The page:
In the Market Now

Mincemeat Fixin’s

MincemeatIt’s cold and wet; snow covers the deck and the sidewalks. Nothing warms the home and heart more than turning on the oven and baking something fragrant, spicy and tasty.

The holidays are coming and a traditional delight for me is mincemeat. No, not that horrible stuff you buy in the little box and reconstitute, or the nasty filling sandwiched between two layers of soggy crust from the freezer case.

Growing up, I always liked the idea of mincemeat. I liked the smell of it and I sort of liked the taste, but there was just too much of it! And then, in 1982 ,we moved to England.

Our first Christmas there, we were invited for a holiday drink to the home of some folks who over the years became close, dear friends. In a typically traditional English country Christmas way, they served us a beautiful tawny sherry and the most luscious little mincemeat tarts that melted in my mouth.

MincemeatEureka! Mincemeat isn’t supposed to be served an inch thick in a 2- to 3-inch wedge! It is supposed to be served in little two to three bite tarts, nestled in buttery crust and sprinkled with sparkly sugar crystals!

My quest for the recipe began that very afternoon. Flipping on the “telly,” I caught a cooking show presented by Delia Smith, an English version of the Barefoot Contessa. I promptly went to the bookstore, bought the companion book to her TV show, and lo and behold, found the recipe for “Old Fashioned Christmas Mincemeat.”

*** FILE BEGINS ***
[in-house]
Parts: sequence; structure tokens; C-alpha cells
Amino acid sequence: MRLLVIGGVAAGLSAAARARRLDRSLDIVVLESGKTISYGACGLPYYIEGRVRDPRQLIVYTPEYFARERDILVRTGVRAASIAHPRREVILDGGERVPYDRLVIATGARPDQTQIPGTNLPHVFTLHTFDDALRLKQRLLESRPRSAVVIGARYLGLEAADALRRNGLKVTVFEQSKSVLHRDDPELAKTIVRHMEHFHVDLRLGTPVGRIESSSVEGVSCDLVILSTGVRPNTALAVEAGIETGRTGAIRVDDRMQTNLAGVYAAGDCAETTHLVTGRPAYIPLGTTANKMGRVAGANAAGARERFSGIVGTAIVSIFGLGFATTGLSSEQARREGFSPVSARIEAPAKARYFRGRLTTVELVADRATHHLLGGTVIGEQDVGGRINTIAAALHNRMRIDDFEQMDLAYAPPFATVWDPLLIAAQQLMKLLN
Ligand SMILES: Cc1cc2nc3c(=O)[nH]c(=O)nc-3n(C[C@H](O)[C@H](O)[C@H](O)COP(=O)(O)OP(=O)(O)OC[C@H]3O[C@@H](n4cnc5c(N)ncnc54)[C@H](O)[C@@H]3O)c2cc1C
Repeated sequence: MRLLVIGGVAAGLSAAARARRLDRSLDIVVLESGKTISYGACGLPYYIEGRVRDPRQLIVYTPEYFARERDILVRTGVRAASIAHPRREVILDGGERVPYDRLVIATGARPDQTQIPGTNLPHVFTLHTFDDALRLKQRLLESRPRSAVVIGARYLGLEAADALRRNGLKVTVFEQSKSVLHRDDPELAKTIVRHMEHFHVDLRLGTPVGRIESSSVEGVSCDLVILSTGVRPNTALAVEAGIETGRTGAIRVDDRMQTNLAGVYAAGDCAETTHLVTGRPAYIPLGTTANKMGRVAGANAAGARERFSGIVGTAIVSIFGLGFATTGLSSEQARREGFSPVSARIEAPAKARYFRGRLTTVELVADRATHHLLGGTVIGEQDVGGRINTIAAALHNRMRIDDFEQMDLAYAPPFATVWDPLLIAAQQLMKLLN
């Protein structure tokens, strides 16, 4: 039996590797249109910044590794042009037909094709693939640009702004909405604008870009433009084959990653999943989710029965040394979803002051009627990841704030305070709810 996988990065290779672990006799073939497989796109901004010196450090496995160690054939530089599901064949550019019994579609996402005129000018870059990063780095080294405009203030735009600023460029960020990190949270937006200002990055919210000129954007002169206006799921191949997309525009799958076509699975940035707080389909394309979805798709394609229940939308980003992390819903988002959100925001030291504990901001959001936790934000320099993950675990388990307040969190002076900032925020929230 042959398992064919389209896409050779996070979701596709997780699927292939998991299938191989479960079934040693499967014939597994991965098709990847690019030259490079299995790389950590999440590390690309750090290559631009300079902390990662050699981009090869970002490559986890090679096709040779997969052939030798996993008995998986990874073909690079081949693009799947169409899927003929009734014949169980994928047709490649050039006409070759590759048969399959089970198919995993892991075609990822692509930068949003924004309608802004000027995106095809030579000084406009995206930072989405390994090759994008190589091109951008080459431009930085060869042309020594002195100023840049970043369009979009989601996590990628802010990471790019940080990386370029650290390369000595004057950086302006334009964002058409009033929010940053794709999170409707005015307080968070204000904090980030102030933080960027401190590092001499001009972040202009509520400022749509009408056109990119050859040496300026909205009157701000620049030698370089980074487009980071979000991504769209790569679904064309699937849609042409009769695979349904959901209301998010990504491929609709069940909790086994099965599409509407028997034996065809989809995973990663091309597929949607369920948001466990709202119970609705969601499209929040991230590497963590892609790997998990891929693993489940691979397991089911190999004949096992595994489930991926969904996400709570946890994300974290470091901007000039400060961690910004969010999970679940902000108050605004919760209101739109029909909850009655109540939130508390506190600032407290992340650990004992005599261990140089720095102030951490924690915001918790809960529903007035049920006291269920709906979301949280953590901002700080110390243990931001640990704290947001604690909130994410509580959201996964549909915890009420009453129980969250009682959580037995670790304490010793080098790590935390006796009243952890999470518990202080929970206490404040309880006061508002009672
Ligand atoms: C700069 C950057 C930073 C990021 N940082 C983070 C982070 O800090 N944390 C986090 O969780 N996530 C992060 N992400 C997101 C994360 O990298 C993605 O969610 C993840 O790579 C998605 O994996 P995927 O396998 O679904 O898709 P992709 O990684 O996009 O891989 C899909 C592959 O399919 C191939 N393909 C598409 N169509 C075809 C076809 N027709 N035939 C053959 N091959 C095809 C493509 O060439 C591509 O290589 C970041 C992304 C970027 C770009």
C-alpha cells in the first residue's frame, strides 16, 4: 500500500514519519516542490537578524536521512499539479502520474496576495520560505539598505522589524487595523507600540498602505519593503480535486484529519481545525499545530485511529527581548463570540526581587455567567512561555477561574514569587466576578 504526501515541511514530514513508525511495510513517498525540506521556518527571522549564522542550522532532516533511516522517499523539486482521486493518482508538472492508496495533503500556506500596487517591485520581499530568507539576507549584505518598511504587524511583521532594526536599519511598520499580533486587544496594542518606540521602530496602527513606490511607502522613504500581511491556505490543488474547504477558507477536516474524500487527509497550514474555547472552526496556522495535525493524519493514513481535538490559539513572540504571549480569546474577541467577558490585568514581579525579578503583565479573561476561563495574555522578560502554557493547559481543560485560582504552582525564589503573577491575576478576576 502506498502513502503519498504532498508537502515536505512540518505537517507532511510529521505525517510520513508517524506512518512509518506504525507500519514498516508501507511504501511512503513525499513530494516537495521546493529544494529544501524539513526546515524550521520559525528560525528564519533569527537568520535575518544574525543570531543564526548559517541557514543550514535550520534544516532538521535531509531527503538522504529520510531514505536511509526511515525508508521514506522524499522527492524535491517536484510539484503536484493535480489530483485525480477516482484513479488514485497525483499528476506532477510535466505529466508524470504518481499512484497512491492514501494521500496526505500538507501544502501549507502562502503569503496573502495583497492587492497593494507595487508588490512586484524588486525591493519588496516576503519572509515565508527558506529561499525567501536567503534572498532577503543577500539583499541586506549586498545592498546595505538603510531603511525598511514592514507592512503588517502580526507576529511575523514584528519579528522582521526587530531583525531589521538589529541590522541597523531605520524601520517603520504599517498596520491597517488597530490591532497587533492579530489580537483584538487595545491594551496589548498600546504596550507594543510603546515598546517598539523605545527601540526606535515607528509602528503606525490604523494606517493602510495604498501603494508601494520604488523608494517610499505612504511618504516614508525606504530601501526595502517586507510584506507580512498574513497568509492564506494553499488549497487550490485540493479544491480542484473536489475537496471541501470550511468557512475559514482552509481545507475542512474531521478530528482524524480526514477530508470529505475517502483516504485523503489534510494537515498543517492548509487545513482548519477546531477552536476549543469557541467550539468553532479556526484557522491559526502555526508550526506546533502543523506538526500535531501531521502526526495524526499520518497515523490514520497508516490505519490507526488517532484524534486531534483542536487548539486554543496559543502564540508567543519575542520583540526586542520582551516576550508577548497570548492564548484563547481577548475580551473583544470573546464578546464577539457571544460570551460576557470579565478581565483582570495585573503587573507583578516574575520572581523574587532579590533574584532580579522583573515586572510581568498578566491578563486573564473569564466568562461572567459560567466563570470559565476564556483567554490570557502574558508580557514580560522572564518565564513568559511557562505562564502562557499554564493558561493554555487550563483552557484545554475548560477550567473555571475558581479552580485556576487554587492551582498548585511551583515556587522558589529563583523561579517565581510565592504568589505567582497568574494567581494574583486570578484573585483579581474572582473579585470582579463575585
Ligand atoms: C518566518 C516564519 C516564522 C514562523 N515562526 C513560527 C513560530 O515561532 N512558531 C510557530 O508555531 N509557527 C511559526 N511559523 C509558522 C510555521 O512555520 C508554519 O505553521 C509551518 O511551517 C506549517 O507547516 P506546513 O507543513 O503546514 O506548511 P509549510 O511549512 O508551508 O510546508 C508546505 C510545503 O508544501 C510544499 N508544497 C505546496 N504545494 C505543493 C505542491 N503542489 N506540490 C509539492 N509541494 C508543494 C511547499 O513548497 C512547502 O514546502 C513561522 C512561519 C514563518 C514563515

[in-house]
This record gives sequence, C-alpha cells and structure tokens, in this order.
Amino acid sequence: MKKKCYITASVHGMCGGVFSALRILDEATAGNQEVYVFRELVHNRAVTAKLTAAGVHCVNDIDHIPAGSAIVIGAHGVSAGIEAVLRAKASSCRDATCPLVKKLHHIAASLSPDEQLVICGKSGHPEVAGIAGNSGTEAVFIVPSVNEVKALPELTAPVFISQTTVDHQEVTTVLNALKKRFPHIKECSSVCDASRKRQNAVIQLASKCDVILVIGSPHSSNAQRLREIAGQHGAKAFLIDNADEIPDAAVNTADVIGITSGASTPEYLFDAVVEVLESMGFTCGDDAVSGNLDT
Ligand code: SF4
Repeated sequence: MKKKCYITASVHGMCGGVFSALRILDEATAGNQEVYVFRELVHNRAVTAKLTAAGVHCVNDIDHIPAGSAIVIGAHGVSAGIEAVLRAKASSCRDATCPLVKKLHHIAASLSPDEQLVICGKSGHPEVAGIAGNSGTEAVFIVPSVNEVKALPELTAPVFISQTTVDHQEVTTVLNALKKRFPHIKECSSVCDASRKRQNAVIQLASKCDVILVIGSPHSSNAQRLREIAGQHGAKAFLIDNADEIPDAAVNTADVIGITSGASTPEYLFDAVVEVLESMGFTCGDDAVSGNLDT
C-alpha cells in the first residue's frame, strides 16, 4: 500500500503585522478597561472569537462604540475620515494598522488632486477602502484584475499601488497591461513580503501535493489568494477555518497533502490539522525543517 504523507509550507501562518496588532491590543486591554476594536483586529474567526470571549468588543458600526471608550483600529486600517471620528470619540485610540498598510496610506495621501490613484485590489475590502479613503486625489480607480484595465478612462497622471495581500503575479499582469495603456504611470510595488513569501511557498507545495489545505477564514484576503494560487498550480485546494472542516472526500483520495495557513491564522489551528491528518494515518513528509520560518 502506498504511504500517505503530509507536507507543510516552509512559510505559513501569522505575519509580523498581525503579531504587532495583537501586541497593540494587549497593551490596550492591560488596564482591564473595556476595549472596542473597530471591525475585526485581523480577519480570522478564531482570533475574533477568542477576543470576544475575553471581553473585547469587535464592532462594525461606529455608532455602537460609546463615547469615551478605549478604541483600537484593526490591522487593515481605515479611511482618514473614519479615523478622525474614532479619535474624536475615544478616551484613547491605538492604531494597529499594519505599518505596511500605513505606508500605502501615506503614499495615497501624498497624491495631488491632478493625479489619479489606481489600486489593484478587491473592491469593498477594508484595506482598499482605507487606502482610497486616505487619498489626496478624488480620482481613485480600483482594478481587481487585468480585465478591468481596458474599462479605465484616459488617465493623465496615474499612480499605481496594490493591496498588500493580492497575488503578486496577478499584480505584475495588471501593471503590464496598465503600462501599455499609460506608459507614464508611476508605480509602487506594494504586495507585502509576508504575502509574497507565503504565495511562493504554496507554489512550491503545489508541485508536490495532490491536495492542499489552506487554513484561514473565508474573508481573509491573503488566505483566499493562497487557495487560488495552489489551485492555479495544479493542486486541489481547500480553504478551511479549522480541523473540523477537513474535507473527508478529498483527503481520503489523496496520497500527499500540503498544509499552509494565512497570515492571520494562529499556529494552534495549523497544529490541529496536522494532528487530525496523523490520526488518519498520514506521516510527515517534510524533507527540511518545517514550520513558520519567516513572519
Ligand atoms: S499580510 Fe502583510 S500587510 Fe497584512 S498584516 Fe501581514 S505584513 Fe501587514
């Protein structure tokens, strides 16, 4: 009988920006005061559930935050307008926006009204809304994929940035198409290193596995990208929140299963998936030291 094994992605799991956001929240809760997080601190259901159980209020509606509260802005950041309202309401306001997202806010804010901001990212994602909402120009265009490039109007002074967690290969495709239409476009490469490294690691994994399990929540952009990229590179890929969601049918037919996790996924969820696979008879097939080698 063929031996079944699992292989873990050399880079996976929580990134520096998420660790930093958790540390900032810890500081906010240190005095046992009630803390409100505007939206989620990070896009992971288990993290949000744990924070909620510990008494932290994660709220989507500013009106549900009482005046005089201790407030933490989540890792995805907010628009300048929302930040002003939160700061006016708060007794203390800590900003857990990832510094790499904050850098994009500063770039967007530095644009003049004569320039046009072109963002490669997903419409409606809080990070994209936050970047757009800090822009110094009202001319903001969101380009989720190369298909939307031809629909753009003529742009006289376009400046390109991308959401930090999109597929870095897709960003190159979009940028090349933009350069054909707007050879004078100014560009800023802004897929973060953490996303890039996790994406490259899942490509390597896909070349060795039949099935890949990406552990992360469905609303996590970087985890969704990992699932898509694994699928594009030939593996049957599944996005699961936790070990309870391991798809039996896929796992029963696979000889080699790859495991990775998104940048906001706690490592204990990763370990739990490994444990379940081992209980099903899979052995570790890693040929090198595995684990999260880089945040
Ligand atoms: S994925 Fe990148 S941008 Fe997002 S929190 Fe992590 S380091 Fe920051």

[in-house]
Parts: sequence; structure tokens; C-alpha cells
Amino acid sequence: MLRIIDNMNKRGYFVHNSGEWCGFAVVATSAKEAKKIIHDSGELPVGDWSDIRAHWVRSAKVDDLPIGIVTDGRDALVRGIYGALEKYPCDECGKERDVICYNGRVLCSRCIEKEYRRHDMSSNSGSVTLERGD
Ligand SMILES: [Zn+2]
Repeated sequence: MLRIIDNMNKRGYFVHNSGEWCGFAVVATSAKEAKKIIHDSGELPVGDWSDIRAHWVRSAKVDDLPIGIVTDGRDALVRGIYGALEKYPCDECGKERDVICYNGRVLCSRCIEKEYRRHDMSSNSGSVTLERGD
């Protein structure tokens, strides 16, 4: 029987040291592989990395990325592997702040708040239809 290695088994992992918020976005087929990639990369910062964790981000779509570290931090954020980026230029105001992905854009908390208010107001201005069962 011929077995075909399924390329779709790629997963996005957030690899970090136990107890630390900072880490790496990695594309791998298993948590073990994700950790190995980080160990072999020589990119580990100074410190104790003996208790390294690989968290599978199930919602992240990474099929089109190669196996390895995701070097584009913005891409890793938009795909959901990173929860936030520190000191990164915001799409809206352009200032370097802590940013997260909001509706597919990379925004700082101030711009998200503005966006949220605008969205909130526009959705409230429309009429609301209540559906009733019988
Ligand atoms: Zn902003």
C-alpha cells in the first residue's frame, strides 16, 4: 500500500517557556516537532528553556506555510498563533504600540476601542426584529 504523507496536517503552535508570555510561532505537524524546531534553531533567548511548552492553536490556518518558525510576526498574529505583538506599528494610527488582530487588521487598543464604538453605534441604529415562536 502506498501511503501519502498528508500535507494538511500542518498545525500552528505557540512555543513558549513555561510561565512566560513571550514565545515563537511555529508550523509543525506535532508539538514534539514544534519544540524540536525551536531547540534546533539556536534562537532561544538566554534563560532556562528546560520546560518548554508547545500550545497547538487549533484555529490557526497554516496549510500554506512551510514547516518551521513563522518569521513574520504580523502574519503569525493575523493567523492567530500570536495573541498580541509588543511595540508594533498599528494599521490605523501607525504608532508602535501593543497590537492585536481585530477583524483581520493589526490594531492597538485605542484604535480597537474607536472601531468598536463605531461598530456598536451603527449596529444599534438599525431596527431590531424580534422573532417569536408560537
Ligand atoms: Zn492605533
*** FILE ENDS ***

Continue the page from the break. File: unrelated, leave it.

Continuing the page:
From that day forth, mincemeat making happens around our home a few weeks before Christmas. People who dislike mincemeat find they can’t eat “just one” of these little tarts; those who like mincemeat, devour them and usually ask for the recipe.

Early English recipes called for scrap meat of mutton, venison or ox mixed with fruit and spices, probably as a holiday treat. The addition of wines or vinegars added a bit of brightness to the palate.

Over the centuries, meats were slowly changed to suets, and nowadays, vegetable shortening is often used to supply the fat. Spirit liquors replaced the wines. I use butter for its richness and as a nod to “meat,” and brandy for its mellow, warming flavor.

Christmas Mincemeat

(Recipe adapted by Barb Bourscheidt)

Makes about 5 pounds or enough for about 96 mini tarts


  • 1 pound cooking apples, peeled, cored and finely (1/4 inch) chopped
  • 8 ounces butter
  • 2 cups golden raisins
  • 3 cups raisins
  • 1 1/2 cups zante currants
  • 1 1/2 cups soft brown sugar, packed
  • Grated rind and juice of 2 oranges
  • Grated rind and juice of 2 lemons
  • 2 tsp ground cinnamon
  • 1 tsp ground nutmeg
  • 1/2 tsp ground cloves
  • 1/2 tsp ground allspice
  • 1/4 tsp ground ginger
  • 1/2 cup brandy


Mix all ingredients except brandy in a large bowl or nonreactive roasting pan. Cover with a cloth and let sit at room temperature for 12 hours. Place in a cool oven, 220 degrees for 3 hours. Allow to cool to room temperature, stir in brandy, and spoon into clean, dry jars with tight fitting lids. Mincemeat will store in a cool, dark, dry place for several months.


4 teaspoons pumpkin pie spice plus 1 teaspoon cinnamon may be used instead of spices listed.

An economical way to purchase fresh spices is to buy small quantities from the bulk spice section of the grocery store.

To make Mini Mincemeat Tarts:

Cut rolled pie crust into 2-inch rounds and press into mini muffin tins. Place about 2 teaspoons mincemeat into each well. Top with a little cutout of crust, such as a leaf, or just a circle. Sprinkle tops with a little sugar.

Bake in 350-degree oven until crust is brown and filling is bubbly. Remove from tins when slightly cool but warm enough to the touch; the filling won’t stick if it has run over a bit. Be prepared for these to disappear off the plate!